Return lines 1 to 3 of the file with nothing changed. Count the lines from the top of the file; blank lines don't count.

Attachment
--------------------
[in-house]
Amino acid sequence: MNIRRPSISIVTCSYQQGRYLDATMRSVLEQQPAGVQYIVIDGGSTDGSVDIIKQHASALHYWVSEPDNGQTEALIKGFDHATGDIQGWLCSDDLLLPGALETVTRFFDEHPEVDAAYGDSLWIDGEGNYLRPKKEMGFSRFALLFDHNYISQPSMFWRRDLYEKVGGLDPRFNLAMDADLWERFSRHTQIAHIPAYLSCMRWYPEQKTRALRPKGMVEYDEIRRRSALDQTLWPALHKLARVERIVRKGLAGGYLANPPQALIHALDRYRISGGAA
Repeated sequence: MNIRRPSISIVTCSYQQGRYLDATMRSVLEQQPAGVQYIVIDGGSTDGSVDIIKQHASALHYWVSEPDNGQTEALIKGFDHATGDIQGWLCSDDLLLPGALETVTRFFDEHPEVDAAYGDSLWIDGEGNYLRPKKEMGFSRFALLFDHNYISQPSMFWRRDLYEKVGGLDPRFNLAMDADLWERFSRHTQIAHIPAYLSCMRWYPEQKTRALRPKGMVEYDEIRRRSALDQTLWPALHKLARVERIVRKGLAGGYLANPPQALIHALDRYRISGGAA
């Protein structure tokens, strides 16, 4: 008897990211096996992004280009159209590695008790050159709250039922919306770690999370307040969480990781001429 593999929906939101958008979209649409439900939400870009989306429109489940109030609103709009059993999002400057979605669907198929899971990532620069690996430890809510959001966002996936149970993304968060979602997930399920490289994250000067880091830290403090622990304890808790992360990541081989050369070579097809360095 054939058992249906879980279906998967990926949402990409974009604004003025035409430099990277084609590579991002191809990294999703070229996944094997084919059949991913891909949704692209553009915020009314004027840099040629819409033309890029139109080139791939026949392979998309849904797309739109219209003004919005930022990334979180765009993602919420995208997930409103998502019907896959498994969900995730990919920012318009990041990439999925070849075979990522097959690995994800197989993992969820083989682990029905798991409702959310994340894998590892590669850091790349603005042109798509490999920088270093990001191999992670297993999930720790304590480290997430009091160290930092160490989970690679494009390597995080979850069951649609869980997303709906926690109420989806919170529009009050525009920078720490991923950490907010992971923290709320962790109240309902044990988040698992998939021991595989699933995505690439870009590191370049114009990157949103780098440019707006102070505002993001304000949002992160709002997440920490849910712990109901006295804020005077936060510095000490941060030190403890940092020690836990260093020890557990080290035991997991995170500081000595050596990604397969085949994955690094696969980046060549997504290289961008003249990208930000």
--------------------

[in-house]
Amino acid sequence: MNIRRPSISIVTCSYQQGRYLDATMRSVLEQQPAGVQYIVIDGGSTDGSVDIIKQHASALHYWVSEPDNGQTEALIKGFDHATGDIQGWLCSDDLLLPGALETVTRFFDEHPEVDAAYGDSLWIDGEGNYLRPKKEMGFSRFALLFDHNYISQPSMFWRRDLYEKVGGLDPRFNLAMDADLWERFSRHTQIAHIPAYLSCMRWYPEQKTRALRPKGMVEYDEIRRRSALDQTLWPALHKLARVERIVRKGLAGGYLANPPQALIHALDRYRISGGAA
Repeated sequence: MNIRRPSISIVTCSYQQGRYLDATMRSVLEQQPAGVQYIVIDGGSTDGSVDIIKQHASALHYWVSEPDNGQTEALIKGFDHATGDIQGWLCSDDLLLPGALETVTRFFDEHPEVDAAYGDSLWIDGEGNYLRPKKEMGFSRFALLFDHNYISQPSMFWRRDLYEKVGGLDPRFNLAMDADLWERFSRHTQIAHIPAYLSCMRWYPEQKTRALRPKGMVEYDEIRRRSALDQTLWPALHKLARVERIVRKGLAGGYLANPPQALIHALDRYRISGGAA